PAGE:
Social & Economic rights

Wednesday, 8 June 2016

Towards the Reduction of Bureaucratic Requests

Today, on 8 June 2016, the Law on Administrative Procedure, which should allow to the citizens to exercise their rights before the state bodies in a much easier way and with considerably less expenses, started being implemented. 

Specifically, the provisions of the Law on Administrative Procedure envisages the obligation of the authorities to inspect, obtain and process data on which the official records are kept. Practically, it means that when applying for the request for issuance of, for instance, an identity card or a passport, citizens will no longer need to enclose registry books certificates, or in case of applying for social welfare benefits, they will no longer have to obtain two-digit number of documents issued by various offices and bodies. All the evidence will have to be collected by the authorities before which the procedure is conducted, and a misdemeanor responsibility has been prescribed for an official who fails to collect the evidence ex officio. Thus, an official who fails to inspect or obtain data from another authority, or fails to deliver the requested data to another body within 15 days, will be fined a total of 5,000-50,000 RSD.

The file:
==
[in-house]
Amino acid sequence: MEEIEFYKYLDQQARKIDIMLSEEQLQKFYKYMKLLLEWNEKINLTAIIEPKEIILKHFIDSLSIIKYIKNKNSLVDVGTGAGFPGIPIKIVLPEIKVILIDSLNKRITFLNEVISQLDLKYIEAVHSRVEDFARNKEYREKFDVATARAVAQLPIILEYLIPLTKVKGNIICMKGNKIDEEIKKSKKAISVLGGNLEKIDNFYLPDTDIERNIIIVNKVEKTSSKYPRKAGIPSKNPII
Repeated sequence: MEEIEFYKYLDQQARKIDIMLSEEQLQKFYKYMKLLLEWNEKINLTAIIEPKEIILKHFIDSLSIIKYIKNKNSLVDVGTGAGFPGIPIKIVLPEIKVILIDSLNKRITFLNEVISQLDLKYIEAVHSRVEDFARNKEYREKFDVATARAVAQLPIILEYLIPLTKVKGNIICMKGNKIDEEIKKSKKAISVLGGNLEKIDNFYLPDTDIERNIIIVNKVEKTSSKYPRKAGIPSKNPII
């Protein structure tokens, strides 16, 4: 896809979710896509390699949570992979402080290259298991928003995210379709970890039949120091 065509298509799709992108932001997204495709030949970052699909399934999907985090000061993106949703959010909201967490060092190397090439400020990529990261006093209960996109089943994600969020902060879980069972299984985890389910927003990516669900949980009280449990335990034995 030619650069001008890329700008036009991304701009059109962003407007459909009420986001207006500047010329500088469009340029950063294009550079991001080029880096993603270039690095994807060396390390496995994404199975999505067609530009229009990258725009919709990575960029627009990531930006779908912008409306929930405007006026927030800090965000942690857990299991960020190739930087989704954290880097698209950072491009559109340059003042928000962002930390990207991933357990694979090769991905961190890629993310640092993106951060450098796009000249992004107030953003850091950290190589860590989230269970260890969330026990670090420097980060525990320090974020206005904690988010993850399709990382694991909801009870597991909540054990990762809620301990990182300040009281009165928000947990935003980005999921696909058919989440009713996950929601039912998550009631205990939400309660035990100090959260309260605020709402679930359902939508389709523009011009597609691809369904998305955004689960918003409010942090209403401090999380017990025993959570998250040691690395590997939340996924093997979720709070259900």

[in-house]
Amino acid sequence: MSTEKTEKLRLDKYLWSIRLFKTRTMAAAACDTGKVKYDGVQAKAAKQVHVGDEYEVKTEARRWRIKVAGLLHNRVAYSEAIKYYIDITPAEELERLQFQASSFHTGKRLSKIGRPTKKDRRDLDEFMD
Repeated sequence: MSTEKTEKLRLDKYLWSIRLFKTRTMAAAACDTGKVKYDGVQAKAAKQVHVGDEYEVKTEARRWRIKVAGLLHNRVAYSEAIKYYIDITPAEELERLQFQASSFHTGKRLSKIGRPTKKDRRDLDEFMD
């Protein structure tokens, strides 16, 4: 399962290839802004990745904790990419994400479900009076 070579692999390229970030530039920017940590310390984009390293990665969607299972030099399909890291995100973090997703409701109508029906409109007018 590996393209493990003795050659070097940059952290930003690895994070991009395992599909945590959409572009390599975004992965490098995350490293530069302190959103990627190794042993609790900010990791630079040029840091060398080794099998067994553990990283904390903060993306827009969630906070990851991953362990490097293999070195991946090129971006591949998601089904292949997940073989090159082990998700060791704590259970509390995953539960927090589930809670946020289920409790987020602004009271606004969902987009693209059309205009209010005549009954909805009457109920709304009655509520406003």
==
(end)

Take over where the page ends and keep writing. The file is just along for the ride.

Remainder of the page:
It should be noted that so far the Law on General Administrative Procedure has provided for the obligation of public officials to obtain information and evidence, but unfortunately this obligation has been rarely practiced. Therefore, it remains to be seen whether the highlighting of this commitment and its positioning in the basic principles of an administrative procedure and misdemeanor responsibility of officials, will ensure the uniform application of the law.

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Praxis means action
Praxis means action
Praxis means action
Praxis means action